A pit of 6 inch x 6 inch x 3 inch size is made to make a compost. The pit is filled with coir upto a half feet of height. Over this, slurry from a Gober or cow dung gas unit is sprinkled. With every layer of coir, 200 ml of sour curd or buttermilk is added and the pit is filled up. Thereafter the pit is covered with pond or tank silt upto a height of half a feet. After 3 months a good odorous manure will be ready for use. The manure would be ready for use after three months.
Formulation: Gober or cow dung gas
Ingredients: Discarded coir obtained from coir factories, slurry from a Gober or cow dung gas unit, sour curd or buttermilk and pond or tank silt.
"Coir pith compost is an aerobic composting. Composting of coir pith reduces its bulkiness and converts plant nutrients to the available form. Coir composting as an organic source helps to enrich our degraded soils and system. [Joshi, Ekta&Gautam, Priyanka& Kumar, Manoj &Lal, Dr.B.. (2014). Coir
Compost: A Source of Plant Nutrient in Organic Farming. Popular Kheti. 1. 142-145.]"
"Dumping of coir pith, the by product of coir - industry is po sing serious environmental problems in the s outhern states of India, especially Kerala, Tamil Nadu, Andhra Pradesh and Karnataka , India . A study was conducted at Vaniampara Rubber Estate ( Kerala , India ) to demonstrate the potential of Novcom composting method towards production of quality compost using coir - pith as raw material . Novco m coir pith compost was produced within a period of 21 days with one turning of the compost heap o n 10 th day. Physicochemical and fertility status of compost resemble d the standard set by different international composting councils , while its total nitroge n (1.48 percent) content was much higher than coir pith compost produced using other composting processes. The high value of nitrogen might be due to intense biodegradation process , which lower ed the potential for N loss and favorably influenced atmospheri c - N fixation through naturally generated autotrophic micro flora within compost heap. The finding was corroborated by the high population of microbes (10 14 to 10 16 c. f. u. per g moist compost) within compost, which were generated naturally during the com posting process. Maturity and phytotoxicity bioassay test s confirm ed that Novcom coir pith compost was mature and free from phytotoxic effect. The study conclude d that Novcom composting method could be an effective and economical process fo r speedy convers ion of coir pith in to a valuable input for organic soil management . [Antara Bera, Ranjan Datta, Anupam Saha, Susmita Chatterjee, Ashis Barik, Arun Mazumdar. (2015). SUCCESSFUL BIODEGRADATION OF COIR PITH WASTE USING NOVCOM COMPOSTING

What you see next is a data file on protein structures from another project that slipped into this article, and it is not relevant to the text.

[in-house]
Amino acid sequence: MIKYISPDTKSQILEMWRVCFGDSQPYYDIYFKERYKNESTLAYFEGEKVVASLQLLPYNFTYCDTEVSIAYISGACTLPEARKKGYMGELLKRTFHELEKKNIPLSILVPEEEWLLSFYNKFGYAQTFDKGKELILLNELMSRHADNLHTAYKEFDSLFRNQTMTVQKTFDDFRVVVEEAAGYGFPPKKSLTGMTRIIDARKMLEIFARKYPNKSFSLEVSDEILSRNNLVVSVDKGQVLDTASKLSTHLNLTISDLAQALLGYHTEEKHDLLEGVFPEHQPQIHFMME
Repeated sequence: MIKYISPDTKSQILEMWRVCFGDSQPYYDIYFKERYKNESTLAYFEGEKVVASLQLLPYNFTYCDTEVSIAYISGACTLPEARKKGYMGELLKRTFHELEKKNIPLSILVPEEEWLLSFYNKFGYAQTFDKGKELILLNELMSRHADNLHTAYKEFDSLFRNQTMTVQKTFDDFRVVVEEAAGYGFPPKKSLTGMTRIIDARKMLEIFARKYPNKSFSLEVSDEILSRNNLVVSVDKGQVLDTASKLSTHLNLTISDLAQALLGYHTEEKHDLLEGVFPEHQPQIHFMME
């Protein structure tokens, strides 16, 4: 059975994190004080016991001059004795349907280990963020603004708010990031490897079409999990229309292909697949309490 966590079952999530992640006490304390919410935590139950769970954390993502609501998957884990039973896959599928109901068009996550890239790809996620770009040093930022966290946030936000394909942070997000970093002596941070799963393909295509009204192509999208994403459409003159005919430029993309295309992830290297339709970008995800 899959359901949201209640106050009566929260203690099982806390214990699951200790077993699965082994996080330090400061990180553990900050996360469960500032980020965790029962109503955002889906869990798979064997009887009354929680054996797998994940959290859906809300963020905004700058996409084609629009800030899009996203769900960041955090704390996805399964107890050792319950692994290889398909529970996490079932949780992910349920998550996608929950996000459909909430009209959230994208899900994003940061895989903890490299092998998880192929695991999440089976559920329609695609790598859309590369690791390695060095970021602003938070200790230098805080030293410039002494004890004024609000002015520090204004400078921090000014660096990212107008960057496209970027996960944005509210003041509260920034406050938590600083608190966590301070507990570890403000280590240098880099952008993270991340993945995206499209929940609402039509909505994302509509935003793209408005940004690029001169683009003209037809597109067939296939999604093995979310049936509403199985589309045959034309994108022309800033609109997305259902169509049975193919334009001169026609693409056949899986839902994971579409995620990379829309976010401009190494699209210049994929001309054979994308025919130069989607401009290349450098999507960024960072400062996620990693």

METHOD: A CASE STUDY FROM VANIAMPARA RUBBER ESTATE, INDIA. Journal of Pharmaceutical & Scientific Innovation. 4. 72-77. 10.7897/2277-4572.04117.]"
Co-composting of coir pith supplemented with cow manure, coconut juice, and rice bran under comparatively low initial C/N ratios, i.e., 20, 25, and 30, was investigated in this study. For the three compost piles, physical changes in terms of color, odor, and texture, and pH appeared to be of similar trend and reached maturity within 1 month. Further, initial C/N ratios posed significant influence on the composting performance assessed in terms of temperature evolution, OM degradation, and TN loss. The OM and TN losses observed for all compost piles fitted well to the first-order kinetic. Pile 2 with the initial C/N ratio of 25, on the one hand, showed the fastest biodegradation rate during the initial (bio-oxidative) phase of composting and, on the other hand, led the highest TN losses during an entire composting process. Pile 1 with the initial C/N ratio of 30 allowed optimal composting process in that minimal TN loss and utilization of larger quantity of coir pith were